LeBron Post

With Haslem out, will LeBron see more time at the four?

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Udonis Haslem going down with a torn foot ligament is very bad for the Miami Heat means that the Miami Heat are going to have to make some tough calls regarding their rotation in the coming weeks. Allow me to offer this thought: instead of giving Haslem’s minutes to Juwan Howard, Jamaal Magloire, or increasing Joel Anthony’s minutes, why not use more lineups that use James Jones at the three, feature a backcourt of Wade and Arroyo/Chalmers, play Anthony or Ilgauskas at center, and use LeBron at the four spot?

After all, LeBron is bigger than most power forwards, and there isn’t a power forward in the league who can keep James in front of them. The Heat have been using LeBron as their de facto point guard a lot of the time, which takes full advantage of LeBron’s passing ability. That’s all well and good, but LeBron isn’t the best passer in NBA history. However, he might be the most frightening combination of size and speed the NBA has seen since Wilt Chamberlain. The closer LeBron is to the basket, the more chances he has to use that athleticism.

LeBron’s footwork in the post is one of the worst parts of his offensive game, but putting him on the block will force defenses to bring double teams, give James more opportunities to finish plays at the basket, and infuse some athleticism into a Heat offense that has relied heavily on pick-and-pop basketball in the opening parts of the season. And if LeBron does use this opportunity to commit himself to working on his footwork and developing a scorer’s mentality in the post, the rest of the league is going to have problems. Even if the Heat go “four-up” with LeBron at the four like ESPN.com’s Tom Haberstroh predicts they will, the Heat are going to be tough to defend because of how well they can spread the floor.

Here’s some of what Haberstroh had to say about the possibility of James seeing extended minutes at the four:

LeBron at the 4 sounds nice. And it often is. But there’s more to it.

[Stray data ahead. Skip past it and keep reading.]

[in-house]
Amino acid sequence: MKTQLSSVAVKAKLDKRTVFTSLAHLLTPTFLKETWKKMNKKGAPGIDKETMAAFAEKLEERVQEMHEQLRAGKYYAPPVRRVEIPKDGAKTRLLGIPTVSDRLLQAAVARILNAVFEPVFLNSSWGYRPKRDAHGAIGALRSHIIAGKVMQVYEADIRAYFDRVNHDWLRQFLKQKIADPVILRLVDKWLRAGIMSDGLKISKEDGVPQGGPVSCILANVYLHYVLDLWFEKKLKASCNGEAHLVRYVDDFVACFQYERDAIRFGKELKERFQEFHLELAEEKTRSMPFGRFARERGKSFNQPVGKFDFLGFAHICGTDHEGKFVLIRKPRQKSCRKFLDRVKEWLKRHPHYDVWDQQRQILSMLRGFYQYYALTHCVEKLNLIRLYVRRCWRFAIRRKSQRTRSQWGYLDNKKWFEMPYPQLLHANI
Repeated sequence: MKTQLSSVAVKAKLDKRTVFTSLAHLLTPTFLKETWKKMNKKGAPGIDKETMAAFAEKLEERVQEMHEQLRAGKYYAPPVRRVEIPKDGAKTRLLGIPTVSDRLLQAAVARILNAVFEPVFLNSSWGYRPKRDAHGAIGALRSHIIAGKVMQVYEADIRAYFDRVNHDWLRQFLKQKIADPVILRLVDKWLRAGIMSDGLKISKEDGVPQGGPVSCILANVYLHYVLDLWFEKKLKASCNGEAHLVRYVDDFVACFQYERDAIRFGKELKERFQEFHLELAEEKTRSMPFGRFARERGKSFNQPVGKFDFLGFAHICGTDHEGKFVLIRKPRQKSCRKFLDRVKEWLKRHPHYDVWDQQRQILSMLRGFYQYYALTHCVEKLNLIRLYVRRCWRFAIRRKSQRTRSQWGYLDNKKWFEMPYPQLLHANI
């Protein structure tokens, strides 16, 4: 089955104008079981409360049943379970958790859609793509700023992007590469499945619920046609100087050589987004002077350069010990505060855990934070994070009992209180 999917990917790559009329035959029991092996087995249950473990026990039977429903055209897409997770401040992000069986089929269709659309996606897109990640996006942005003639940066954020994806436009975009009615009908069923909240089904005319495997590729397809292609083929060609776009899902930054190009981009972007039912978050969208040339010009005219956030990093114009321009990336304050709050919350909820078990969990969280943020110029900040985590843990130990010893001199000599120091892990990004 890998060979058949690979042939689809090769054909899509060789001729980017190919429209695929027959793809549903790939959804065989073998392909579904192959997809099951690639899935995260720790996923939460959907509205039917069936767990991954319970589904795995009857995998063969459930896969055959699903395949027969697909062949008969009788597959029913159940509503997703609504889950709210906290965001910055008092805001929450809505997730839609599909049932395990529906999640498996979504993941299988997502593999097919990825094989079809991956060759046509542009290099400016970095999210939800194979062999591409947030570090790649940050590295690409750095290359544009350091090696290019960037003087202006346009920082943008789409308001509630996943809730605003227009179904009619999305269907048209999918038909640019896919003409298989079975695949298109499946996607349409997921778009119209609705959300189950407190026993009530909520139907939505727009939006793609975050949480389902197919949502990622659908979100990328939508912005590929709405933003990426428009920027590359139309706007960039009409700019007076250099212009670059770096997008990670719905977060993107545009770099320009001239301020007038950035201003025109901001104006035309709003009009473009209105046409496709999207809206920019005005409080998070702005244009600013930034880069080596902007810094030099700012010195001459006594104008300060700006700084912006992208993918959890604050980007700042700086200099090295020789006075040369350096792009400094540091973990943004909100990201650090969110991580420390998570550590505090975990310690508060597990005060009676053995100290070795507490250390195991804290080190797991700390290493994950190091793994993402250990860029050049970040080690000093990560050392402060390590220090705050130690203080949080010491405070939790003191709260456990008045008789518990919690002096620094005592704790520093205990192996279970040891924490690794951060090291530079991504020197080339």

The Cleveland Cavaliers found success deploying LeBron at the power forward, but only while he was paired with a mobile, defensively-focused big man like Anderson Varejao. The effect was lost when LeBron tagged alongside slumbering 5s like Shaquille O’Neal and Zydrunas Ilgauskas.

Evidently, the Cavaliers excelled with the duo of James and Varejao, beating opponents by about 28 points every 100 possessions. But that’s not the case with Shaq and Ilguaskas, with the Cavs getting outscored on a per possession basis. (Side note: the Cavs had 12 more offensive possessions than defensive possessions, explaining the negative efficiency differential for Iglauskas’ line).

While it’s insightful to look at how Cleveland fared with LeBron at the 4, the situation in Miami is substantially different. The Heat don’t have a player like Varejao who can run the floor, finish in transition and sufficiently defend opposing bigs without fouling them every time down the court.

The Heat will look for Bosh to fill that role at the center position even though he’s been vocal about it not being his favorite one.

Possible Heat acquisition Erik Dampier isn’t a speedster by any stretch of the imagination, but he is a good deal more mobile than the glacial pair of O’Neal and Ilgauskas. Joel Anthony isn’t as smart of a defender as Varejao, but he’s nearly as quick, stronger, and a better shot-blocker.